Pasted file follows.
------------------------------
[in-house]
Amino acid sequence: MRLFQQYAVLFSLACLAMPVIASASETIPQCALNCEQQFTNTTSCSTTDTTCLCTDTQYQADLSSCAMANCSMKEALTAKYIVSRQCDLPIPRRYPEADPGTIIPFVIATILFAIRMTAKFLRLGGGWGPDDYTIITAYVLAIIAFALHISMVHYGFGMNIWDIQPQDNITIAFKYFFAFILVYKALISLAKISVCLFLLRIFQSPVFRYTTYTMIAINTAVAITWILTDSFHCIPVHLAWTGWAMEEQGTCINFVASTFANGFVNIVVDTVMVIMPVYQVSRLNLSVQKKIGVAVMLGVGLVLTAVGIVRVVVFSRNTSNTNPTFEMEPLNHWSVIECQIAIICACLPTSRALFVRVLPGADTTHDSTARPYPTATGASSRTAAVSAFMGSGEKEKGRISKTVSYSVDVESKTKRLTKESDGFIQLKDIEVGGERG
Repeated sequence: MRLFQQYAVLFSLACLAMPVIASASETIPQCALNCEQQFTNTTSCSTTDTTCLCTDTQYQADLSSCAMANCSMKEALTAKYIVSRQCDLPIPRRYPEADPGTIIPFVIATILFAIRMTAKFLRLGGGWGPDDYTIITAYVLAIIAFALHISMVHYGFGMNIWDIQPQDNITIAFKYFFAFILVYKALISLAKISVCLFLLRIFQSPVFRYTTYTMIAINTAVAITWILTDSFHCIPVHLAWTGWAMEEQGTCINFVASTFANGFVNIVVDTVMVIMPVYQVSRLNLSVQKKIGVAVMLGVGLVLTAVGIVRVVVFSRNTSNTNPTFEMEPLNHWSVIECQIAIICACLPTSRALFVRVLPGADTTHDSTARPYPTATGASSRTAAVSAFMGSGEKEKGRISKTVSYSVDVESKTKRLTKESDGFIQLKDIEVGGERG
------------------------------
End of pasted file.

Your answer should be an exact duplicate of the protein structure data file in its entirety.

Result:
[in-house]
Amino acid sequence: MRLFQQYAVLFSLACLAMPVIASASETIPQCALNCEQQFTNTTSCSTTDTTCLCTDTQYQADLSSCAMANCSMKEALTAKYIVSRQCDLPIPRRYPEADPGTIIPFVIATILFAIRMTAKFLRLGGGWGPDDYTIITAYVLAIIAFALHISMVHYGFGMNIWDIQPQDNITIAFKYFFAFILVYKALISLAKISVCLFLLRIFQSPVFRYTTYTMIAINTAVAITWILTDSFHCIPVHLAWTGWAMEEQGTCINFVASTFANGFVNIVVDTVMVIMPVYQVSRLNLSVQKKIGVAVMLGVGLVLTAVGIVRVVVFSRNTSNTNPTFEMEPLNHWSVIECQIAIICACLPTSRALFVRVLPGADTTHDSTARPYPTATGASSRTAAVSAFMGSGEKEKGRISKTVSYSVDVESKTKRLTKESDGFIQLKDIEVGGERG
Repeated sequence: MRLFQQYAVLFSLACLAMPVIASASETIPQCALNCEQQFTNTTSCSTTDTTCLCTDTQYQADLSSCAMANCSMKEALTAKYIVSRQCDLPIPRRYPEADPGTIIPFVIATILFAIRMTAKFLRLGGGWGPDDYTIITAYVLAIIAFALHISMVHYGFGMNIWDIQPQDNITIAFKYFFAFILVYKALISLAKISVCLFLLRIFQSPVFRYTTYTMIAINTAVAITWILTDSFHCIPVHLAWTGWAMEEQGTCINFVASTFANGFVNIVVDTVMVIMPVYQVSRLNLSVQKKIGVAVMLGVGLVLTAVGIVRVVVFSRNTSNTNPTFEMEPLNHWSVIECQIAIICACLPTSRALFVRVLPGADTTHDSTARPYPTATGASSRTAAVSAFMGSGEKEKGRISKTVSYSVDVESKTKRLTKESDGFIQLKDIEVGGERG